My dog is a Chi/terrier mix. When he is sweet and nice he is a wonderful dog. Very loving and affectionate. The problem is I have 2 boys and their friends that come over. He seems to be a very moody dog. He growls and nips (has not really bit the children yet). We went away last week and we left him home with my husband and he growled and tried to bite him.
Try getting a friend for the dog like another dog. I found this worked with my male boxer, I got him a girl never had another issue, he even became more obedient.
I would try obiedence training.
You can get this pretty much free if one of your kids would be interested in joining the dog group in 4-H.
Otherwise, i'd call the vet's and ask where to take him for training.
Smaller dogs can tend to be more territorial and have a personality that makes up for their size, depending on the breeds involved. Definitely seek out obedience training in your area -- PetsMart offers it, too, but I think a fee is involved.
Biters cannot be rehabilitated. Once they bite and/or attack, you always face the possibility of it happening again. We had a rescue dog that was absolutely wonderful except that he would bite without warning and without any kind of provocation that we could put our finger on. We had female dogs in the home also, but with no problems from them. His personality was fantastic except for the biting issue. My vet told me that there was nothing that could be done to make him stop. No amount of training, not getting him neutered, nothing. My vet recommended that he be put down. This dog attacked my 85 year old father in law, attacked another dog in the neck causing stitches in 2 places on the other dog's neck, bit my husband, and bit me several times. The vet recommended against finding the dog another home because of the biting issue. We felt really bad about the whole thing. We've had the same vet for 17 years and he had never before recommended to us having a dog put down for any reason until we got this biter.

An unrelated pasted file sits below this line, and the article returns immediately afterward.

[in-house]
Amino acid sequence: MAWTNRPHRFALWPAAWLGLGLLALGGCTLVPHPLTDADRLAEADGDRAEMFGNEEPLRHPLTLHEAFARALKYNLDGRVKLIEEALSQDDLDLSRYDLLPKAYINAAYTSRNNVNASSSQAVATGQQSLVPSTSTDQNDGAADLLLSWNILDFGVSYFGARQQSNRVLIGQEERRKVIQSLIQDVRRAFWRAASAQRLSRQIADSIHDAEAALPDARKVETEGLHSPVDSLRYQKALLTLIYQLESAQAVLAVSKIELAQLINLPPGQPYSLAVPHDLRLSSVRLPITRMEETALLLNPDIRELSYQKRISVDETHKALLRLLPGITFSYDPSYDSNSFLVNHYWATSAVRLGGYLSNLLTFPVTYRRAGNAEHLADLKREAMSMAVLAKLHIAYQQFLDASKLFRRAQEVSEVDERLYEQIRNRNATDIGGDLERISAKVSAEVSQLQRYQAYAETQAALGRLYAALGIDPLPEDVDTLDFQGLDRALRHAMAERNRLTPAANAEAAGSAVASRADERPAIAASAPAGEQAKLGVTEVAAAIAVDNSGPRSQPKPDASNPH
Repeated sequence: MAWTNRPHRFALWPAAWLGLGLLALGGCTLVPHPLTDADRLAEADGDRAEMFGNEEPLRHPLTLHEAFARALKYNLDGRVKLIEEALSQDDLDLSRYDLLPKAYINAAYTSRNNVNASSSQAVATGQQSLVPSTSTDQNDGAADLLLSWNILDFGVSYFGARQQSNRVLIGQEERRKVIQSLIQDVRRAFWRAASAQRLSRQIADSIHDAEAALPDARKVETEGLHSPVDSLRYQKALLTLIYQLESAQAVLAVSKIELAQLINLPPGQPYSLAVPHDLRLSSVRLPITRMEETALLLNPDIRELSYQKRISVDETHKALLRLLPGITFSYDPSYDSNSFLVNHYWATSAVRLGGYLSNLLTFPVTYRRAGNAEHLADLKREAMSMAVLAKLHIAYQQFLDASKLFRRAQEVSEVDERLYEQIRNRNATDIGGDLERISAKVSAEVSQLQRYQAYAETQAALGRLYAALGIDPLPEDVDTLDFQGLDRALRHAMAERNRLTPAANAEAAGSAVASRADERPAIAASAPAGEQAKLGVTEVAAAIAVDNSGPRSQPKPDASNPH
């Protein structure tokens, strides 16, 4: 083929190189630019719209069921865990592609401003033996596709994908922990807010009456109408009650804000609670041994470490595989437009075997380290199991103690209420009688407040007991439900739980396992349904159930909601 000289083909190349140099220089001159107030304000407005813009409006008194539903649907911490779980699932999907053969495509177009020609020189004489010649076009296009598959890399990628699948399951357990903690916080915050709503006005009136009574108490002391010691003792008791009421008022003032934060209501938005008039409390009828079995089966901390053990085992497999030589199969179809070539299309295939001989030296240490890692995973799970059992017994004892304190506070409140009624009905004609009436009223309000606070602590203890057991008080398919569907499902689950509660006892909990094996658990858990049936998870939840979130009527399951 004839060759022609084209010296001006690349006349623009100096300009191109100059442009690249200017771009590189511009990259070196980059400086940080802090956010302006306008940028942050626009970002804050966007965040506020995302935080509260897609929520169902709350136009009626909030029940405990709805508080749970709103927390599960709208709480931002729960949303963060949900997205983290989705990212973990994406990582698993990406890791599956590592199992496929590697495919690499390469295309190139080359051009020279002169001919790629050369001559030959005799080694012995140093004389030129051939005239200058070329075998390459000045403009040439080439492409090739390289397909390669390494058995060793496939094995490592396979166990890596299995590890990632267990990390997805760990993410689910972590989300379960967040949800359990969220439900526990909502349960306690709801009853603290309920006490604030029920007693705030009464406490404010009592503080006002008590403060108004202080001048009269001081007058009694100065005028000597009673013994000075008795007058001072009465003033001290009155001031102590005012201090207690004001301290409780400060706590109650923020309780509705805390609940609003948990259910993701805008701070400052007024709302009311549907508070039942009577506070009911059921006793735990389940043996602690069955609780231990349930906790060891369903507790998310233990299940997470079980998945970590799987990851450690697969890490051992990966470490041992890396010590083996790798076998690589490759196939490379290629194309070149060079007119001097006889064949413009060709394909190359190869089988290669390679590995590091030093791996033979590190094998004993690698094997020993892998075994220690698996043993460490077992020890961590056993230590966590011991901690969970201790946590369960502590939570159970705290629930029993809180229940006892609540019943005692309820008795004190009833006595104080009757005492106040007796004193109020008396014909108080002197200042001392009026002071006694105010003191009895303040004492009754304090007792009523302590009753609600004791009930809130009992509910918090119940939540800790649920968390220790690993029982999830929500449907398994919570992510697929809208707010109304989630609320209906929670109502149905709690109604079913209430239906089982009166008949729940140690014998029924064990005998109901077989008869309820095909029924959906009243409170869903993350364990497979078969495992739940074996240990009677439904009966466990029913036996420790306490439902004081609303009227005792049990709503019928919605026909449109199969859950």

Put a muzzle on him when your son's friends come over or anytime he might be at risk of biting someone.
My jack russell snarls and threatens to bite if he is awoken from a sleep, they say that this is a trait of jack russells but like you say, I am just waiting for him to bite someone. I too think a dog is for life. I have discovered however that giving him more attention helps and I used to shout at him, more becauseI was frightened of him, but now I make a fuss of him and try and shift his awareness onto something else, but yes it can be frightening.
The solution, as you will learn more in the obedience training, is to act like a momma dog putting her pup into place. Say 'No', not a drawn-out whiny no, but a loud short no that sounds like the pop of a gun (or like a bark, right?). Within three seconds, if he did not respect you and obey, grab the back of the neck. Do not roll him upside down, that's the death hold, it will make him panic. Roll him on his side, hold him down for ten seconds, then let him up. Next time, the NO will do it without the down. BE the ALPHA. There is no substitute. You will be totally loving all other times, but when he is misbehaving, you switch into Momma Dog mode. Do not pet him during the down, because that's a reward. The down is not a punishment, it's a Now-See-Here to get him to pay attention when you say 'NO'.